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- The complex foraging strategy of the specialised gallfly Urophora cardui (Diptera: Tephritidae) for host plants (Cirsium arvense, Asteraceae) (2004)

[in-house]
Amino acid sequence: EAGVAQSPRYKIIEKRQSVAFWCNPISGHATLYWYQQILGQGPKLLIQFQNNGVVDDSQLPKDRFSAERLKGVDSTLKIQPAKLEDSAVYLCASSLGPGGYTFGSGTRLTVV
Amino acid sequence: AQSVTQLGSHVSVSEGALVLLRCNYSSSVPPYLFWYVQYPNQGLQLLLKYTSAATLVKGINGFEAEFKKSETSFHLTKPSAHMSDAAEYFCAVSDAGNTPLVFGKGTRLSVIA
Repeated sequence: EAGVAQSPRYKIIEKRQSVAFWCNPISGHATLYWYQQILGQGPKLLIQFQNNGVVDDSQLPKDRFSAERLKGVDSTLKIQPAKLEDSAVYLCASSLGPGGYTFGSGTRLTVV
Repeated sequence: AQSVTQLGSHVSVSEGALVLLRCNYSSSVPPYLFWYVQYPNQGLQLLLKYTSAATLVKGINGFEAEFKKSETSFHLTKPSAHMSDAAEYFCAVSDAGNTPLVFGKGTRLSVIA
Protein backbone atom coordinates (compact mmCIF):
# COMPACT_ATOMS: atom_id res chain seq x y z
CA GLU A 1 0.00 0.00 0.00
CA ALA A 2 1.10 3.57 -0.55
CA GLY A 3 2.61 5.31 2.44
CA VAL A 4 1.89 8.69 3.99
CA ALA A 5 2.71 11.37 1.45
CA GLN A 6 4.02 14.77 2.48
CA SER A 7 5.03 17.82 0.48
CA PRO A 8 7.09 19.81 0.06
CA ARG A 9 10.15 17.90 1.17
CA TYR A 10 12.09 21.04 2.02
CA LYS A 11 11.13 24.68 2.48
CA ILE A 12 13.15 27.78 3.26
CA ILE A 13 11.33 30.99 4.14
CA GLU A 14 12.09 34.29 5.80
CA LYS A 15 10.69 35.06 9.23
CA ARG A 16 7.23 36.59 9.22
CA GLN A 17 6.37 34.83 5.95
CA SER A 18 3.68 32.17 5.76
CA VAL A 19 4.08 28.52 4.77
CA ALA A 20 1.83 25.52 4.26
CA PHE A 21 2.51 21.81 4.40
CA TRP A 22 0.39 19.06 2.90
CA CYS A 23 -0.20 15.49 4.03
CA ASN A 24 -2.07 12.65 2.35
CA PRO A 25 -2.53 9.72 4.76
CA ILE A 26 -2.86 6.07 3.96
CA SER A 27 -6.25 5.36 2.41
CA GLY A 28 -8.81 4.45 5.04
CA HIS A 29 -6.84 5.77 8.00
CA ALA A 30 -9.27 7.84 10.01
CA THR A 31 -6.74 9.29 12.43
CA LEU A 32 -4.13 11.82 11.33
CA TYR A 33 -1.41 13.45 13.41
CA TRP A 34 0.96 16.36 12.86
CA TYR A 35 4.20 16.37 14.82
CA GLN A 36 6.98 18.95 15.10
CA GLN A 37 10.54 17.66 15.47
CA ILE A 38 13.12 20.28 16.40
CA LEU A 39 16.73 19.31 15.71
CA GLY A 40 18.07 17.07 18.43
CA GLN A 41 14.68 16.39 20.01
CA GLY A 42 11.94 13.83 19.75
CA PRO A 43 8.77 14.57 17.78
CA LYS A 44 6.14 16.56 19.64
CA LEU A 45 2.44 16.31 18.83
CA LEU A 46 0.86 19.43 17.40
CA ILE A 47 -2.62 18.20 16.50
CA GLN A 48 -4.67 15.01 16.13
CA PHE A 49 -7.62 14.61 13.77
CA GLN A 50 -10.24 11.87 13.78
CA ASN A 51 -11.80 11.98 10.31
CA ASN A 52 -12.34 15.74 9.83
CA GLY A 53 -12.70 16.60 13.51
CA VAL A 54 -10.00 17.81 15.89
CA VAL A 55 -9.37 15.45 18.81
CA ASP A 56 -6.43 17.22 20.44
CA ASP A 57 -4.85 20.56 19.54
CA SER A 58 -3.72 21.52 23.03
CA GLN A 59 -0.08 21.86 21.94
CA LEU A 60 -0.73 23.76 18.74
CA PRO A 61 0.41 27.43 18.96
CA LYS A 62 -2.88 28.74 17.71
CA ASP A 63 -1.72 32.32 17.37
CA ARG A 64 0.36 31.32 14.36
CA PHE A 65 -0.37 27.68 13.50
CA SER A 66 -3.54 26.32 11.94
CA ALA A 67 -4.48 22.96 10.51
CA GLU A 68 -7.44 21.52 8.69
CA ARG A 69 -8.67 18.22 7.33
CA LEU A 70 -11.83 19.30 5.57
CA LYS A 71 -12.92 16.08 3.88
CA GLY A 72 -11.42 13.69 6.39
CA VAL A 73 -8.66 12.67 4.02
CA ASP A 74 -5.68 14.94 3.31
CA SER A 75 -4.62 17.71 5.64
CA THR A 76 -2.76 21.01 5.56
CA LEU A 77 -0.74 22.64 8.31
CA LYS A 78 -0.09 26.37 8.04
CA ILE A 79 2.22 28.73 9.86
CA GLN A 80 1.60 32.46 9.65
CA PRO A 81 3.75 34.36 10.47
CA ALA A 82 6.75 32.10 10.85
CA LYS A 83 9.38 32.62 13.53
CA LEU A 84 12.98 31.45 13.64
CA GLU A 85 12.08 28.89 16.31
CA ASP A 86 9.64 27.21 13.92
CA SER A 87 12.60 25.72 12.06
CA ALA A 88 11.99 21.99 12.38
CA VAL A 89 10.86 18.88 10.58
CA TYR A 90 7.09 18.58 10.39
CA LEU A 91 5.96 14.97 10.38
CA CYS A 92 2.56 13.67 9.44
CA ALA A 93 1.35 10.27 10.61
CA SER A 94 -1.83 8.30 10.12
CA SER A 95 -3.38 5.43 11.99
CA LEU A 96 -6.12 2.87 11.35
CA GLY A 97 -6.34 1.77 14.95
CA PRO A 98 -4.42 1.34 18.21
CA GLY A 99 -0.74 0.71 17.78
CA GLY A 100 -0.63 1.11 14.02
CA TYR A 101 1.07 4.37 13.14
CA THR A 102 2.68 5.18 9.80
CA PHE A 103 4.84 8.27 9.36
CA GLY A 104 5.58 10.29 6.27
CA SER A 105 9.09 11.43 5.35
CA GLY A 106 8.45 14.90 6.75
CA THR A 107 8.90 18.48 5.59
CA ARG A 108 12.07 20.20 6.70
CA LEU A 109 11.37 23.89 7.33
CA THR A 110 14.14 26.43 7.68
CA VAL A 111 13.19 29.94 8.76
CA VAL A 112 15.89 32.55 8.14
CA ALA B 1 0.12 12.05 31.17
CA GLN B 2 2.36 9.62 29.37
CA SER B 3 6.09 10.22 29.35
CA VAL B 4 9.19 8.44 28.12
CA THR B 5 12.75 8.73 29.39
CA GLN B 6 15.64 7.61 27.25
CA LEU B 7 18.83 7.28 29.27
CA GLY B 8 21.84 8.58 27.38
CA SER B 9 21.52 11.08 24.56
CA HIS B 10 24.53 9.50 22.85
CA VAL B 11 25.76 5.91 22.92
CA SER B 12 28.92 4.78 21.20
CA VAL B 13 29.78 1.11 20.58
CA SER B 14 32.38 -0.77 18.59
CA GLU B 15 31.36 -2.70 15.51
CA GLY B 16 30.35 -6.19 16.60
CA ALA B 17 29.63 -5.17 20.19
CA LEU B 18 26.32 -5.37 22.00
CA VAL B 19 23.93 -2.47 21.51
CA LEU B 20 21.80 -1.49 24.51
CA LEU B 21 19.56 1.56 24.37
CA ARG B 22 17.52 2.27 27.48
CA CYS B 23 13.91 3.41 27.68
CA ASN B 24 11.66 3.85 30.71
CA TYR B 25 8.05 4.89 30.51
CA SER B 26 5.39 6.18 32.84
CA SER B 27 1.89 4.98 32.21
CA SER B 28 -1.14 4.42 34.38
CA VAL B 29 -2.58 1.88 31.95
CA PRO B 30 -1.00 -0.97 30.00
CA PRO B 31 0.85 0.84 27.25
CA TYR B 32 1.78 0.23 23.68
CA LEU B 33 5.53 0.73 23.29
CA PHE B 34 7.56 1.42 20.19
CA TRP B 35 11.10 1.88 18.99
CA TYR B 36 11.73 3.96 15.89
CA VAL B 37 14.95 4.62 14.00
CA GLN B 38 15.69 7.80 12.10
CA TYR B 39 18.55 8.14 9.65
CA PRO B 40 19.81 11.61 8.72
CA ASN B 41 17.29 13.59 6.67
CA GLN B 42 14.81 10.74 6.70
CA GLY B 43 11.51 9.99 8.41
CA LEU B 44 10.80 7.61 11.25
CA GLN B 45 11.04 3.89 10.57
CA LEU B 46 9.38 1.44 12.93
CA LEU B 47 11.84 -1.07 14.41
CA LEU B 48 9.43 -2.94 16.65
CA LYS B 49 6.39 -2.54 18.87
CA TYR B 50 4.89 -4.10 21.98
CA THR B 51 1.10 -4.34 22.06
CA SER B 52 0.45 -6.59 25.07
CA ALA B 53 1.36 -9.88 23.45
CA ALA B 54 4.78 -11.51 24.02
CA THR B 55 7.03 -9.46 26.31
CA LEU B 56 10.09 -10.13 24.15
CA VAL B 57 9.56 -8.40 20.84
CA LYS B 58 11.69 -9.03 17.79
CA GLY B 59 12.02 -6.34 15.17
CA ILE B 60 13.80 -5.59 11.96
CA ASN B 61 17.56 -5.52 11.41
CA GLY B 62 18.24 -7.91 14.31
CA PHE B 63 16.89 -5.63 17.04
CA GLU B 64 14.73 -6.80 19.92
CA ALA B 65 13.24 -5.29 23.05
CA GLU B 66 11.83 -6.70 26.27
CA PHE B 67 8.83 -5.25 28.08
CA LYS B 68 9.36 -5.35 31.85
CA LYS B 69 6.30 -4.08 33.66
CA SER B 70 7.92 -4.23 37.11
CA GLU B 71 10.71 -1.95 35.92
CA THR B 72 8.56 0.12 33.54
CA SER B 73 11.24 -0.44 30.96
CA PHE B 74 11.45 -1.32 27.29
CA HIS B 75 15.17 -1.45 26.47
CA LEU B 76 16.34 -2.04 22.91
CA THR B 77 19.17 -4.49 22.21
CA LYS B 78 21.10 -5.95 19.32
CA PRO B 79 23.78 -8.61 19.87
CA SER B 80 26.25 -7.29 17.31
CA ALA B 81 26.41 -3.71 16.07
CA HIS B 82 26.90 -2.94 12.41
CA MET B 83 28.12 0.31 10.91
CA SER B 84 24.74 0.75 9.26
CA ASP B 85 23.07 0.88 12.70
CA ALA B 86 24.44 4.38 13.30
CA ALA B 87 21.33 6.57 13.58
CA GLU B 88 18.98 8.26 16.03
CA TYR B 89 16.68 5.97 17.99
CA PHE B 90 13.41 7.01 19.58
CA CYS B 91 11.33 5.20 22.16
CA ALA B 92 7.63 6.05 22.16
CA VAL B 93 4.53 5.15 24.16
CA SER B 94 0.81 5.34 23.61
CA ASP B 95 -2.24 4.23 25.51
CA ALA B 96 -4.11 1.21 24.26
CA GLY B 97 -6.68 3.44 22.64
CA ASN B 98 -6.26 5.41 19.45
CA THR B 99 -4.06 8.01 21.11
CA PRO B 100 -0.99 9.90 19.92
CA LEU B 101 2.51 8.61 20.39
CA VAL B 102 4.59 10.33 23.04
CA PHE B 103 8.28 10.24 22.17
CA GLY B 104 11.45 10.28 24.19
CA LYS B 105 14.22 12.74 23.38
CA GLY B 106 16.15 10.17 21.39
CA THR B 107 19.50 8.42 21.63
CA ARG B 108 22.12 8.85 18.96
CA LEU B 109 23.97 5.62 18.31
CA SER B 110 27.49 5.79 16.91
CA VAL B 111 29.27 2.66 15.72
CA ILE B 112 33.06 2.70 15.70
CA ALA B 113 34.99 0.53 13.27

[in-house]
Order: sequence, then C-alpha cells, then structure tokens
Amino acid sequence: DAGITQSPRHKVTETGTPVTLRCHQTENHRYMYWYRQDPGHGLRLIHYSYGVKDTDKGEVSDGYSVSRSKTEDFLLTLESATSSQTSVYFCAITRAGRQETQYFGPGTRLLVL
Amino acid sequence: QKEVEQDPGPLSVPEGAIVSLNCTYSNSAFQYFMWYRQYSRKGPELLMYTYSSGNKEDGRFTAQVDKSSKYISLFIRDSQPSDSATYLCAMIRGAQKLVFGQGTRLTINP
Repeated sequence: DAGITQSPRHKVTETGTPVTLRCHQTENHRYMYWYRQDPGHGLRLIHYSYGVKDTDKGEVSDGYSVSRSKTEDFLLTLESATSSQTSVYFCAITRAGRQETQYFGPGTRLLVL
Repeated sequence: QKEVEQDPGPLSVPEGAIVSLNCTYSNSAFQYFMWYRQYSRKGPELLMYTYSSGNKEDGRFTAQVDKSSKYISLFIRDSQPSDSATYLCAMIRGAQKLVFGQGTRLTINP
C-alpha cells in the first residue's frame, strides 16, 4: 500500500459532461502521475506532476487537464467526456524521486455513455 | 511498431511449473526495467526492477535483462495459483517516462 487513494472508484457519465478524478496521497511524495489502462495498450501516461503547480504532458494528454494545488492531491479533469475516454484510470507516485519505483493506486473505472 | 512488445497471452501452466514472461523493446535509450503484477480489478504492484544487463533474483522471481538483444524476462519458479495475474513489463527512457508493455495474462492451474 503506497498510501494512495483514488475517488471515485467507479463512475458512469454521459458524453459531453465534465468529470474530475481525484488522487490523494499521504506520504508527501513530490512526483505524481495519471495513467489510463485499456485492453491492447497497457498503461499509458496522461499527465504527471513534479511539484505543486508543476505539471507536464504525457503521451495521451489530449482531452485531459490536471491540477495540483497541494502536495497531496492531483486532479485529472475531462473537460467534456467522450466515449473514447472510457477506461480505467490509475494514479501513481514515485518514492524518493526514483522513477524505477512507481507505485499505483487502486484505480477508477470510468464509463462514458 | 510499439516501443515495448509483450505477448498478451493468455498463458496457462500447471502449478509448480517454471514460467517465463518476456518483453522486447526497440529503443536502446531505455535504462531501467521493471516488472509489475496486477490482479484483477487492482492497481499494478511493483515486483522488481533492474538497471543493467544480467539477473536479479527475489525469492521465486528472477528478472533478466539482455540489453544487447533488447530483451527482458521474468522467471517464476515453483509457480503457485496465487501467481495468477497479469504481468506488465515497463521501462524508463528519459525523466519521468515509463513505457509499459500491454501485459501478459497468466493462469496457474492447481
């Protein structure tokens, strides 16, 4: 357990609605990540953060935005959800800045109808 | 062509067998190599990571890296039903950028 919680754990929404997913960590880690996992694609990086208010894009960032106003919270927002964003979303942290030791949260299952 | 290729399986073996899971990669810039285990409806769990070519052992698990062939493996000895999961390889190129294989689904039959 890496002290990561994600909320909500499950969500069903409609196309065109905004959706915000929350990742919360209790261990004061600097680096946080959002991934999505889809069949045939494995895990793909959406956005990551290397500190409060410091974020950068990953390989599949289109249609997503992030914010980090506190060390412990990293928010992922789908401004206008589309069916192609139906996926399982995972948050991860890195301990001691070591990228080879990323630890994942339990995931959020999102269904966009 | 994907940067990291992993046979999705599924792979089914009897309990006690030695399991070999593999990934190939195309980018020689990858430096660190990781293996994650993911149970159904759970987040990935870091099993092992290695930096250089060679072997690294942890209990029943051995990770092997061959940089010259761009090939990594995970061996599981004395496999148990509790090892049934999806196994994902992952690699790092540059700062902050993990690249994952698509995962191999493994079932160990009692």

- Nearly all herbivorous insects in terrestrial ecosystems depend on plants for their survival and reproduction. They dominate terrestrial ecosystems due to species and individual abundance. Interactions between these two groups are thus of a high significance for the analysis and the understanding of complex interactions in terrestrial ecosystems. Foraging for host plants by herbivorous insects is of a central importance. In the present thesis the foraging strategy of the specialised gall fly Urophora cardui on the creeping thistle, Cirsium arvense, was investigated as an example for the foraging of a specialised herbivorous insect. Males and females of U. cardui use the larval host plant as rendezvous place. The males establish territories on the plant, which they defend against conspecifics. The females lay eggs into axillary buds in order to initiate gall development. Male and female body size, measured as weight at eclosure or capsule width, was not correlated with male respectively female longevity. Males lived shorter than females. Capsule width of males and females was not significantly different, while weight at eclosure and fresh weight at death was. Females weighed more, which may be due to their higher need of energy during adult life. Both sexes lost body weight during life. All behaviours, which are performed by males and females on the host plant were defined, recorded and analysed. Females spent most of the time on resting, probing axillary buds, running on the plant and grooming. Males spent most of the time on copulation and patrolling their territory. The behaviour of both sexes was highly variable between individuals. Concerning the movement pattern on an already chosen host plant, females concentrate on the upper parts of the host plant. They were mainly occupied with extensive probing of various axillary buds, which occurred in a suitable developmental stage at the top of the plant. In contrast males patrolled the whole plant, although only the upper leaves became marked. If they encountered another male threatening and fighting were inevitable. Fights lasted several hours interrupted by threatening periods. Mating of males and females usually followed oviposition. Neither females nor males accepted modified host plants or models of thistles. Their behaviour on modified thistles was reduced mainly to running around the plant and grooming. These results indicate a rigid host plant template using the input of several senses, the flies always recognise models and modified plants as a non-host plant. Both sexes were able to discriminate host plants and non-host plants from a distance of 0.8-2m. The time male and female flies needed until they selected one of the host plants in a particular host plant stand depended on the number of non-host plants, host plants and the number of suitable hosts. The decision-time became shorter, if there were not too many suitable host plants. This may be due to decreasing sampling time of the host plants present. U. cardui females did not prefer plants of a certain height. In contrast the branching level, which indicates the number of axillary buds, and the number of flower buds played a significant role during foraging for host plants. Plants with an intermediate branching level were preferred, while those with many flower buds were avoided. Males of U. cardui were able to select their territorial plant on olfactory cues or on visual cues likewise. In contrast, emales were not able to recognise their host plant on olfactorial cues alone. But, if male-marked and unmarked host plants were available they significantly preferred the marked thistles. The differentiation between marked and unmarked C. arvense was made according to olfactorial cues, since plants did not differ in their height, nor in their branching level, nor in the number of flower buds. Thus, female selection of larval host plants depended on male choice for territories. This result is remarkable, especially in evolutionary terms, since males select the larval host for the offspring of their predecessor. Interestingly males preferred plants marked by conspecifics also. On the tip of the females’ ovipositor there is a receptor field with several morphological different receptor types. Mainly they seem to have mechanoreceptive as well as chemosensory functions. These receptors enable the females to measure and analyse the inner structure of the plant tissue at the axillary bud. The width of the apical meristem of the axillary buds was proven to influence female choice of the oviposition site. Axillary buds with an apical meristem-diameter above 0.62mm had a higher probability to became chosen by the U. cardui females. The clutch size was adjusted to the diameter of the apical meristem, indicating, that females were able to estimate the quality of the respective axillary bud influencing larval performance. These results were summarized in a model of the foraging strategy of U. cardui.